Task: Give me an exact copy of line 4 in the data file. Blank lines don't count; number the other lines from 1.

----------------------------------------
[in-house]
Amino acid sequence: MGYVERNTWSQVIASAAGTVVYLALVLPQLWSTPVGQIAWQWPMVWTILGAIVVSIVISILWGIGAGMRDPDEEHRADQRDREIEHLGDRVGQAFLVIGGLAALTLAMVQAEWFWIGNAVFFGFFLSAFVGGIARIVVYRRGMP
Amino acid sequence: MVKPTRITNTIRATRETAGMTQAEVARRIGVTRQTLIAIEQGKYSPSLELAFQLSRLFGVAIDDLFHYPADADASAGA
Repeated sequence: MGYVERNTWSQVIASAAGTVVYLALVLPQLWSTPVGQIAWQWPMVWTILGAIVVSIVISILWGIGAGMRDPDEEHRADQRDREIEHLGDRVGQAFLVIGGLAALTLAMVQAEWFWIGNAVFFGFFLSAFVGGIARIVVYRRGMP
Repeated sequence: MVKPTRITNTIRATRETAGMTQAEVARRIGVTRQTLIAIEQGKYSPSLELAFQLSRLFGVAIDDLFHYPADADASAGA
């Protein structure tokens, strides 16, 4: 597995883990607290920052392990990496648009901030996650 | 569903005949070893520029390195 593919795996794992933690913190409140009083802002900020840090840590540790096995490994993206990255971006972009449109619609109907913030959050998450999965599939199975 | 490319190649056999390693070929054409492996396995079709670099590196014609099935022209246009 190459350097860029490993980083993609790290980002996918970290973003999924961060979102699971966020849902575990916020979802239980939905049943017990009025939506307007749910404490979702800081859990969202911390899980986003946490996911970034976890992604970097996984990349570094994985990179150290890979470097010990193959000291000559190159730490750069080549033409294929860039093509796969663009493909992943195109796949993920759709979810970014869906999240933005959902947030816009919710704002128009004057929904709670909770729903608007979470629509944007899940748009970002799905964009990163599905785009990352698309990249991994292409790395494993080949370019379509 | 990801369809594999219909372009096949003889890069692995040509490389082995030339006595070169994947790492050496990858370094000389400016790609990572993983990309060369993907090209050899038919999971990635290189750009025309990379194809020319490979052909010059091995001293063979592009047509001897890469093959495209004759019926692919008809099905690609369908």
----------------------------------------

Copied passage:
Repeated sequence: MGYVERNTWSQVIASAAGTVVYLALVLPQLWSTPVGQIAWQWPMVWTILGAIVVSIVISILWGIGAGMRDPDEEHRADQRDREIEHLGDRVGQAFLVIGGLAALTLAMVQAEWFWIGNAVFFGFFLSAFVGGIARIVVYRRGMP